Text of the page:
4 things they don’t tell you about student life

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4 things they don’t tell you about student life

You’re excited. Your bags are packed with all your belongings and you’re ready to leave home, about to step out into the wide world and move to the new city you’ve chosen as your home for the next three years.

At this stage of your life you will have sky high ambition however, university is a completely new chapter and moving away from home for the first time is challenging. After all, before you go and get a 1st, there’s the small matter of learning how to do your washing and paying your rent on time.

These things might be new to you or they might not. If they are, you should take any help and advice you can get; absorb everything, even the tiniest of things. Be the sponge. To give you a helping hand as you step into the relative unknown, here are four important things you should know that they don’t tell you about student life:

1. You’ll have lots of spare time

Even with lectures, seminars and workshops, you’re unlikely to be required at university more than a couple of hours a day. Of course it depends on what subject you’re studying and we’re generalising, but it’s possible you will have loads of free time to spend doing what you want.

Obviously you will be in the library studying (we hope so anyway), but when you’re not you should use your spare time wisely: explore your new city and express that sense of wanderlust that took you there in the first place.

Read classic novels and watch critically acclaimed films, university is about becoming a well rounded person and gaining confidence, so create good habits and push yourself.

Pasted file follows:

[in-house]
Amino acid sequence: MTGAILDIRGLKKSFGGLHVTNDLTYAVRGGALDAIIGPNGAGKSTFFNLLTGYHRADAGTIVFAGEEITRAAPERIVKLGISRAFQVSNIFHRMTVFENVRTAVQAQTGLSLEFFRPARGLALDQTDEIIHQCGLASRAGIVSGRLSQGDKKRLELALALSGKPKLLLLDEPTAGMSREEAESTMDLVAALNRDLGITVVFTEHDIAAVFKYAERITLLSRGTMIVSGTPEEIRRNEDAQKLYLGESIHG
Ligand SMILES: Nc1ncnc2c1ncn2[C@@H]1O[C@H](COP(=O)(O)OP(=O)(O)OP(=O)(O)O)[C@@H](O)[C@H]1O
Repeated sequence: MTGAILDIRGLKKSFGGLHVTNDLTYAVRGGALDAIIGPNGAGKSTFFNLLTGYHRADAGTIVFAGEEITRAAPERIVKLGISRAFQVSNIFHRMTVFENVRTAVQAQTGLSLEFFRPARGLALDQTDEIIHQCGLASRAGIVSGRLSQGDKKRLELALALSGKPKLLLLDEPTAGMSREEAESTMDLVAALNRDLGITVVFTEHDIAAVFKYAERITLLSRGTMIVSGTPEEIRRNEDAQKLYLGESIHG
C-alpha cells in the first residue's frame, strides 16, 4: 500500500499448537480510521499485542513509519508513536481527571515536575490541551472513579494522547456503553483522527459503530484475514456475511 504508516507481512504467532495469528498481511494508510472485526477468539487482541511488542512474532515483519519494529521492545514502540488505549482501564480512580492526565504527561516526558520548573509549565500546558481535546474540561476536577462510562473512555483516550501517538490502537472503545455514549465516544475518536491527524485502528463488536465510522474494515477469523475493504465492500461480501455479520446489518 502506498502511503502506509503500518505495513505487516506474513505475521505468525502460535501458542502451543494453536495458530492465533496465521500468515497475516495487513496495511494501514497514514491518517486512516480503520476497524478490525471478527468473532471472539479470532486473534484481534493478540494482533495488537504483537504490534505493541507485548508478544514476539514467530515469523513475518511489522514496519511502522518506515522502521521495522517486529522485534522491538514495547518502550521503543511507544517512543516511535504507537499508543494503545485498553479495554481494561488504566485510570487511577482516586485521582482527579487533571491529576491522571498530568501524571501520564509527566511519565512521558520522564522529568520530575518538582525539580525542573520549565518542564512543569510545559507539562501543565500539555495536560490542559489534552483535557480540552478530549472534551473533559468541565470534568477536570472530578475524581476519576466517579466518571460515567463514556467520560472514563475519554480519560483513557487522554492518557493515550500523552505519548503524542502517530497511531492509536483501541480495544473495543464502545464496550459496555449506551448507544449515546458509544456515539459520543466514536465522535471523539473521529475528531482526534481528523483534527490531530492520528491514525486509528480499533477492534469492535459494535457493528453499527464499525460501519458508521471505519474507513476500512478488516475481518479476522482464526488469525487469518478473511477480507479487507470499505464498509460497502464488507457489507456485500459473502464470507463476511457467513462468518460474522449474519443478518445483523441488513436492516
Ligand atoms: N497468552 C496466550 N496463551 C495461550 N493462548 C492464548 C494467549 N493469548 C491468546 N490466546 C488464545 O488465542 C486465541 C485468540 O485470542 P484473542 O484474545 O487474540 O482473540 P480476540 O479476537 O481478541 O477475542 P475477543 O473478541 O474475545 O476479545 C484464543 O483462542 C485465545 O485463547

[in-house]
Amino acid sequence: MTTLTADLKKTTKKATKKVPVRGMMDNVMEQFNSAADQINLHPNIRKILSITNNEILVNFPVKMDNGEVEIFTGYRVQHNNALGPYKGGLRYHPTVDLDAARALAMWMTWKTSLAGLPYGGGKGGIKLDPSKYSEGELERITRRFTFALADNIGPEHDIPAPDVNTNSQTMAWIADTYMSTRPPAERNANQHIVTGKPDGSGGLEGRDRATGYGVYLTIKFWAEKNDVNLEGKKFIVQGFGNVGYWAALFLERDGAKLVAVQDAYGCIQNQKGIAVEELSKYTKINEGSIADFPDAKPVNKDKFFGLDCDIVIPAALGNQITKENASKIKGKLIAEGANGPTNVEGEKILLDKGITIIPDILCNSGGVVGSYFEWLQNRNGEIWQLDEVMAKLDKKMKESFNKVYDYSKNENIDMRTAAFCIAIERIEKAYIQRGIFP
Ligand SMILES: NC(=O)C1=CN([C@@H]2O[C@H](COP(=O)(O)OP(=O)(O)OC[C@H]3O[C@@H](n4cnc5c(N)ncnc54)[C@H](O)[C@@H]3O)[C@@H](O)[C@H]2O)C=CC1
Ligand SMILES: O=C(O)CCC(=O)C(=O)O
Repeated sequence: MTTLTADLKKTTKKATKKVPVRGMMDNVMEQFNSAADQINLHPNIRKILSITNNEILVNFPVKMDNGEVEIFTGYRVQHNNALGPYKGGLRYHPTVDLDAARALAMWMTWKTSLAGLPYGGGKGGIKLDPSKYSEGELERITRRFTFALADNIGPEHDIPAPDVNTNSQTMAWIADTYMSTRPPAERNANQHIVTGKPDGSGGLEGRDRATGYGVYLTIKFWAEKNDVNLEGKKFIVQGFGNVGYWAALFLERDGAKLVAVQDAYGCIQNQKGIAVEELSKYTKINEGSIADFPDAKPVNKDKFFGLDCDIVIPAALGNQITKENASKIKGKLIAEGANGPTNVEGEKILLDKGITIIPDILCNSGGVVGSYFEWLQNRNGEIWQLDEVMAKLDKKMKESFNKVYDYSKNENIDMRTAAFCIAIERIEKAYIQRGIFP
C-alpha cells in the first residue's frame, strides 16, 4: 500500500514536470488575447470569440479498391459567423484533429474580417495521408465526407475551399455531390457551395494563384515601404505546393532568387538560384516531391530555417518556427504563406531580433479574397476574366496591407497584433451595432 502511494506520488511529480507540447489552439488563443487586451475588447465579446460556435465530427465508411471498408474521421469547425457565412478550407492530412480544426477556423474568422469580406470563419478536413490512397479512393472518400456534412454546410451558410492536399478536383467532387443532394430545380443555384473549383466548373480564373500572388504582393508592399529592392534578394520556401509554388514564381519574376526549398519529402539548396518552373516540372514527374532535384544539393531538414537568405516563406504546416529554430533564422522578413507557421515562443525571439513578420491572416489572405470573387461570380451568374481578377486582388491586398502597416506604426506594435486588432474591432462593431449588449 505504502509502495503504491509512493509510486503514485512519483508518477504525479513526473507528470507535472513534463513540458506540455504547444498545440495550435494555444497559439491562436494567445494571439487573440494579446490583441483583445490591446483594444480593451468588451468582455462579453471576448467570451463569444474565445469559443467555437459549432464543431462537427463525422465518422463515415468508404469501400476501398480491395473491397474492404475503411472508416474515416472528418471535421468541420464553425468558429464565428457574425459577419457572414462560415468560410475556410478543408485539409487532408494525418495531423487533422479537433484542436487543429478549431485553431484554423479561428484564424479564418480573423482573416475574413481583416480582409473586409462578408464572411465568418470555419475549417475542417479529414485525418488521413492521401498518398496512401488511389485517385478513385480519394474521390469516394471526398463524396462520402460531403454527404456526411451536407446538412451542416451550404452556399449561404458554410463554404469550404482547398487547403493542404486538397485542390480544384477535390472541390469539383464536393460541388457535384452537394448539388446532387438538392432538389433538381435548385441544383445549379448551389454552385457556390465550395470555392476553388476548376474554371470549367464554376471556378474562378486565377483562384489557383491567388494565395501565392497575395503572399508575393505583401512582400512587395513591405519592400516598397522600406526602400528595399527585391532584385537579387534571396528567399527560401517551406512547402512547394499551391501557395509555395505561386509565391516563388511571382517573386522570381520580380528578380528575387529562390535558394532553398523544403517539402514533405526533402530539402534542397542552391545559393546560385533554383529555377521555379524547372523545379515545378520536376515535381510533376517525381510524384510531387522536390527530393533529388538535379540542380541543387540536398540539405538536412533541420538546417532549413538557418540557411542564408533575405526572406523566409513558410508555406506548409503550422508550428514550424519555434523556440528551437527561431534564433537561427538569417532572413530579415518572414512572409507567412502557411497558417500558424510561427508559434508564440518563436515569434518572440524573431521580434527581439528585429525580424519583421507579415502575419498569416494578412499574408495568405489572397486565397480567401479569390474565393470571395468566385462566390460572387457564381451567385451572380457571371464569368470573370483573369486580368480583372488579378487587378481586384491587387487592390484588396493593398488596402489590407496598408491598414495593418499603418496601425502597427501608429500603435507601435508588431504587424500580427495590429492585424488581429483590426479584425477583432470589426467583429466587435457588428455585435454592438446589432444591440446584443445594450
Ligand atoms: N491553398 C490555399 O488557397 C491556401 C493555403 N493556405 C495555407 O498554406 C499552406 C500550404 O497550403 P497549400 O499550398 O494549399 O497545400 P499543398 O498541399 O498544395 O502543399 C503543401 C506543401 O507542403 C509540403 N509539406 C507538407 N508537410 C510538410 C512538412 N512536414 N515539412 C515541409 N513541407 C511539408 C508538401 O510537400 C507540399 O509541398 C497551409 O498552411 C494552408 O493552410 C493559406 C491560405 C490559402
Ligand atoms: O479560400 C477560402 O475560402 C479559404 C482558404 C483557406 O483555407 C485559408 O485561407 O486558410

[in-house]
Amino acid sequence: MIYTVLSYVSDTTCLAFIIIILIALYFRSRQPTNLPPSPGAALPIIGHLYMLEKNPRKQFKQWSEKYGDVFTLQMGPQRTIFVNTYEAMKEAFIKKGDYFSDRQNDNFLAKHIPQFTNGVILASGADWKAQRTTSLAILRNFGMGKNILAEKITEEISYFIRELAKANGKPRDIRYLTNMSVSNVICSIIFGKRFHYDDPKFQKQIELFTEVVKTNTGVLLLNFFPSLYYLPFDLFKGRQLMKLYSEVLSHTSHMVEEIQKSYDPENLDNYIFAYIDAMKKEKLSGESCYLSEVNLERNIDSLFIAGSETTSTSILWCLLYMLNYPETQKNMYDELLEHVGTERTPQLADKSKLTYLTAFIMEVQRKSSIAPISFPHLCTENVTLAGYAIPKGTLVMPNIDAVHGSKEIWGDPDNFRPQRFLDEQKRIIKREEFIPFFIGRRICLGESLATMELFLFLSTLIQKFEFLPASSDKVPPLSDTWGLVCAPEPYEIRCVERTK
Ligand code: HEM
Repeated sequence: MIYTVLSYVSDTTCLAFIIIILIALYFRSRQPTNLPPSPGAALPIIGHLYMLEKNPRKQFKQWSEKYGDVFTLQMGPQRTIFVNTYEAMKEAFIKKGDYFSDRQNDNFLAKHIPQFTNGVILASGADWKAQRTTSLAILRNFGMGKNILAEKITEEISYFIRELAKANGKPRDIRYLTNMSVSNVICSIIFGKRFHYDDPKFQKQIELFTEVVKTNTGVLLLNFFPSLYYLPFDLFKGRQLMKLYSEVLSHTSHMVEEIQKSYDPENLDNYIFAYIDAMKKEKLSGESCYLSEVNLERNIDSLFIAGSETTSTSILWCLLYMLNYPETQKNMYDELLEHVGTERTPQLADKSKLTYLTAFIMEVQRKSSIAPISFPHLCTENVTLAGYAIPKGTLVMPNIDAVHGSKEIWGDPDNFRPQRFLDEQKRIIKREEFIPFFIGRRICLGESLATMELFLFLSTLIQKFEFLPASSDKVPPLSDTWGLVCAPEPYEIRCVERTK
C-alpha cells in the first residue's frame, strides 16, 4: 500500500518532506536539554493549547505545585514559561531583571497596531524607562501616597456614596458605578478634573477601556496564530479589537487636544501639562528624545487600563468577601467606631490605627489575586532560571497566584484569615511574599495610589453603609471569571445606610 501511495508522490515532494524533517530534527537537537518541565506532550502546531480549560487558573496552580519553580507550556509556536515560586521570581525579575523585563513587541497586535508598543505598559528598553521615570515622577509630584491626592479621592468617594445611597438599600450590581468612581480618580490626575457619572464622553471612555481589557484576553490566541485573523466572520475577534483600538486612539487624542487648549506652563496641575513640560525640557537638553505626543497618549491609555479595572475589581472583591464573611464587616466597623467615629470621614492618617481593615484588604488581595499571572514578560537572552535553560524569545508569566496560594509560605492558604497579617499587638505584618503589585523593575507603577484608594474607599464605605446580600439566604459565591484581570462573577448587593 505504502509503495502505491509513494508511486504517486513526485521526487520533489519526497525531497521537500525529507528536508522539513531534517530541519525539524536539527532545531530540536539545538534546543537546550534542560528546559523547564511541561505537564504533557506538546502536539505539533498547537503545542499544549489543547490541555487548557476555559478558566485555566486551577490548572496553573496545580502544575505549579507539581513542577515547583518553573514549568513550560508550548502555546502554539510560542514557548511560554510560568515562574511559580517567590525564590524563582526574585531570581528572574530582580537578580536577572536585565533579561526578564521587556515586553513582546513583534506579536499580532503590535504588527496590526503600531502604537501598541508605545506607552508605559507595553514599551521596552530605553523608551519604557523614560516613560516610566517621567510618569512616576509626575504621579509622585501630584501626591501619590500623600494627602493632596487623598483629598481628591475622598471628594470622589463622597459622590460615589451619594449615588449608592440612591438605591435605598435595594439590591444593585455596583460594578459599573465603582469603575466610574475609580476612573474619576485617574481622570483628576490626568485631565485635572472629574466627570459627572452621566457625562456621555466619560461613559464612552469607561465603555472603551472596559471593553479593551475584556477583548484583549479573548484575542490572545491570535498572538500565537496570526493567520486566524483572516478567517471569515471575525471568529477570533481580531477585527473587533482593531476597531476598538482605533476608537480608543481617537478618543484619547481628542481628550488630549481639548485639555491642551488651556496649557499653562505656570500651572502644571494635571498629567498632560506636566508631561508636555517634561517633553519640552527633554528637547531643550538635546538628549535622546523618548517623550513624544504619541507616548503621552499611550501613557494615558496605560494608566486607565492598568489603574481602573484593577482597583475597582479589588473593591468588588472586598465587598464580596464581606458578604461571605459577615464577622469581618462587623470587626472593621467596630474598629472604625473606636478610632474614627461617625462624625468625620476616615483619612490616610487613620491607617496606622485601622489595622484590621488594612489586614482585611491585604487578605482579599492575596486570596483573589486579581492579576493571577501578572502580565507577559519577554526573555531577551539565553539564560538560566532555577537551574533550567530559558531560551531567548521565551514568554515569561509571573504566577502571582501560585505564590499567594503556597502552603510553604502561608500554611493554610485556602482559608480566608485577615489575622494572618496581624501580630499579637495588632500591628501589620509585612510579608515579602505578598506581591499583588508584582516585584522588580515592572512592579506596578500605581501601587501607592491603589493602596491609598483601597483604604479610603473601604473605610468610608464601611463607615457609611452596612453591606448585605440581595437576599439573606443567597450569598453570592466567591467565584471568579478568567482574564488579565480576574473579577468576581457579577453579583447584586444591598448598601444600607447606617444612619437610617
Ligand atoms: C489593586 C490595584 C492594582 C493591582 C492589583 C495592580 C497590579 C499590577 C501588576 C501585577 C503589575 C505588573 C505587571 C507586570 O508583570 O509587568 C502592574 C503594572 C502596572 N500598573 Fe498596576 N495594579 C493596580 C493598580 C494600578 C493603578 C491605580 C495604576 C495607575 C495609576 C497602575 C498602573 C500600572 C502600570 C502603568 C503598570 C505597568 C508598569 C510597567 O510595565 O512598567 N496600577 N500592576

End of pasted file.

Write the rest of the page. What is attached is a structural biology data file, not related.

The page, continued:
Step outside of your comfort zone with a new activity, whether that’s yoga, mountain biking or public speaking. University is the best place to find somewhere to express yourself – so fight the student stereotype and get out of bed before 12 noon.

2. You need to plan for life after university as soon as you get there

You’re going to university with high hopes of securing an exciting job in your chosen profession, so immerse yourself completely in your studies and plan for what you will want to do after you graduate.

Use the years you spend at university to learn about the industry you’re interested in and researching the companies you’d like to work for. Learn the types of job you can get with your degree, then get your head down and go for it; the sooner you start the better.

3. Things cost money

If you’re moving away from home and leaving your hometown, you might not have had that much financial responsibility. Flying the nest provides quite a few challenges; you’ll have to pay your rent on time, sort out your council tax and if you’re going to be watching your favourite programmes your TV Licence needs to be paid.

Spreadsheets might be boring but they’re a great help. Work out your budget for the week and adapt your spending accordingly - if you didn’t know it before, it won’t be long before you know that things cost money!

4. You don’t need to go out every night

Of course, your social life is very important and letting your hair down after a long week of studies is great for your mood. However, you can socialise in other ways than sinking pints and cocktails at the students’ union.

Student life in 2016 is vastly different to how it has been typically characterised in the past, more students are ditching the alcohol in favour of playing sports and heading to the gym, which for many is the most sociable place on campus. Instead of getting drunk, get a head start. Take a look round the fresher’s fair in your first week and seek out societies and clubs that you’re interested in where you’re likely to meet plenty of like minded people.­­­